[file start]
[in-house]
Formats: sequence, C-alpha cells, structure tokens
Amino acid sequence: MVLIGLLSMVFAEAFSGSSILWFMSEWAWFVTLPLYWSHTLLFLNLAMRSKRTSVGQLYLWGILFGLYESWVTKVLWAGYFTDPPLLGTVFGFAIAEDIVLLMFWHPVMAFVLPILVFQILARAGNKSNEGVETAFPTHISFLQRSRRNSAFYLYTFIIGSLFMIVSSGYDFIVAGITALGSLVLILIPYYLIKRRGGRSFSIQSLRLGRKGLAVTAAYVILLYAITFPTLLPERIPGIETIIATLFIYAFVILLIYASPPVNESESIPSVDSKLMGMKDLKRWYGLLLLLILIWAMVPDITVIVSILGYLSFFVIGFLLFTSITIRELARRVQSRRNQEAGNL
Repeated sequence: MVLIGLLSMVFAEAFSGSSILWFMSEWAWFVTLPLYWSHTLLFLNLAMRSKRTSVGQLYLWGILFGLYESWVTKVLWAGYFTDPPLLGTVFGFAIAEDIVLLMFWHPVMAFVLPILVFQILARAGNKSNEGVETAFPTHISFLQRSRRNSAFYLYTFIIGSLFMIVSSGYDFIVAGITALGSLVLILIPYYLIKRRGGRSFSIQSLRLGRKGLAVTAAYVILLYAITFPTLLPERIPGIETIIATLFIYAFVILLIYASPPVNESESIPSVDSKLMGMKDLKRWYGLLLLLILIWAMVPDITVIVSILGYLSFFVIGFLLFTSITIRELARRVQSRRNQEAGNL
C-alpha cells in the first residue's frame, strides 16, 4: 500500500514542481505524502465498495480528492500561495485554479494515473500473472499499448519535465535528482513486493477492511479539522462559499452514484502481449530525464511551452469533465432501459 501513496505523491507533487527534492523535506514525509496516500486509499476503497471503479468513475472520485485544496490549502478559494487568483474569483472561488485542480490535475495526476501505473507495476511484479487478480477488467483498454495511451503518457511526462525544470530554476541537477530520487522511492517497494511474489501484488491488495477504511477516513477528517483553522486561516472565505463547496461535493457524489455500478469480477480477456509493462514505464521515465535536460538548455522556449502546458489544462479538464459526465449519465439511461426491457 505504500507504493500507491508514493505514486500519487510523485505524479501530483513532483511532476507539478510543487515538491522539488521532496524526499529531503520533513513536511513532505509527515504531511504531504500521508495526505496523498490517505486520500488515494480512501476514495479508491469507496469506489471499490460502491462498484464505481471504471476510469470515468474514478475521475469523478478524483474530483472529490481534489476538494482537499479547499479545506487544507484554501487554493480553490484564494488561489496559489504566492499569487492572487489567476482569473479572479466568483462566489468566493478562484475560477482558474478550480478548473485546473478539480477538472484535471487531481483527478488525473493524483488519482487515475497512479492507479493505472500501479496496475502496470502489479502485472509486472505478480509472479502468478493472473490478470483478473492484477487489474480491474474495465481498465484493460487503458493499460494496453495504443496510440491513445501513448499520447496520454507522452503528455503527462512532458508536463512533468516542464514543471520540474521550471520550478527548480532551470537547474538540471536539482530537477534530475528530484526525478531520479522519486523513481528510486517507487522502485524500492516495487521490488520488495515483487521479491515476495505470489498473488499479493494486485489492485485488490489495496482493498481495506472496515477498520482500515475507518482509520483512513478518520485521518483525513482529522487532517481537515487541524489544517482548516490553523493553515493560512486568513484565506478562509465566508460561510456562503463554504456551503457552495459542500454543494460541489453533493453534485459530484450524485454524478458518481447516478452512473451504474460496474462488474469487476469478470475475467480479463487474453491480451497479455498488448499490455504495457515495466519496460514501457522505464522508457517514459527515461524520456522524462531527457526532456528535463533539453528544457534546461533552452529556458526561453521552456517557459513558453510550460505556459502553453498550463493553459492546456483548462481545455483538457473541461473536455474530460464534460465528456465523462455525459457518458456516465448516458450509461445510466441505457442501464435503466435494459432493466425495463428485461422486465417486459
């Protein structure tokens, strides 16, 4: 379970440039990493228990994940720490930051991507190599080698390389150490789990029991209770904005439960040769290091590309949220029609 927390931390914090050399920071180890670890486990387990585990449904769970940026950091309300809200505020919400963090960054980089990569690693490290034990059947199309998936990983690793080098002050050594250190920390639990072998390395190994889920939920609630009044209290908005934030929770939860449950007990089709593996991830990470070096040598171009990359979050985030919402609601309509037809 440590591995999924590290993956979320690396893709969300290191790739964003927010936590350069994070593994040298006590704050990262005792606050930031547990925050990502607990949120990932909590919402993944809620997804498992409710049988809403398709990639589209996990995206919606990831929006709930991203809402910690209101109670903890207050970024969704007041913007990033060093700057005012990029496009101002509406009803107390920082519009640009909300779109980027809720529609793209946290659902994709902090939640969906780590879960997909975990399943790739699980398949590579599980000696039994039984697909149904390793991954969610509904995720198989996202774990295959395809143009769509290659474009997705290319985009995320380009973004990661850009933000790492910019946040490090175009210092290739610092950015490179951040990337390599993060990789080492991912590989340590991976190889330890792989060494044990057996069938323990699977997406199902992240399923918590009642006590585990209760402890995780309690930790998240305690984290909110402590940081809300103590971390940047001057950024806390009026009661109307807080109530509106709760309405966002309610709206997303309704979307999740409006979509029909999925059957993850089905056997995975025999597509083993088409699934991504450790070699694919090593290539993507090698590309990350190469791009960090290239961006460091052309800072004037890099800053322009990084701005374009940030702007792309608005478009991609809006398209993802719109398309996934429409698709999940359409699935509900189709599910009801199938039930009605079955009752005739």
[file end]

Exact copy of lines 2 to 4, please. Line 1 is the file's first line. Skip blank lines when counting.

Formats: sequence, C-alpha cells, structure tokens
Amino acid sequence: MVLIGLLSMVFAEAFSGSSILWFMSEWAWFVTLPLYWSHTLLFLNLAMRSKRTSVGQLYLWGILFGLYESWVTKVLWAGYFTDPPLLGTVFGFAIAEDIVLLMFWHPVMAFVLPILVFQILARAGNKSNEGVETAFPTHISFLQRSRRNSAFYLYTFIIGSLFMIVSSGYDFIVAGITALGSLVLILIPYYLIKRRGGRSFSIQSLRLGRKGLAVTAAYVILLYAITFPTLLPERIPGIETIIATLFIYAFVILLIYASPPVNESESIPSVDSKLMGMKDLKRWYGLLLLLILIWAMVPDITVIVSILGYLSFFVIGFLLFTSITIRELARRVQSRRNQEAGNL
Repeated sequence: MVLIGLLSMVFAEAFSGSSILWFMSEWAWFVTLPLYWSHTLLFLNLAMRSKRTSVGQLYLWGILFGLYESWVTKVLWAGYFTDPPLLGTVFGFAIAEDIVLLMFWHPVMAFVLPILVFQILARAGNKSNEGVETAFPTHISFLQRSRRNSAFYLYTFIIGSLFMIVSSGYDFIVAGITALGSLVLILIPYYLIKRRGGRSFSIQSLRLGRKGLAVTAAYVILLYAITFPTLLPERIPGIETIIATLFIYAFVILLIYASPPVNESESIPSVDSKLMGMKDLKRWYGLLLLLILIWAMVPDITVIVSILGYLSFFVIGFLLFTSITIRELARRVQSRRNQEAGNL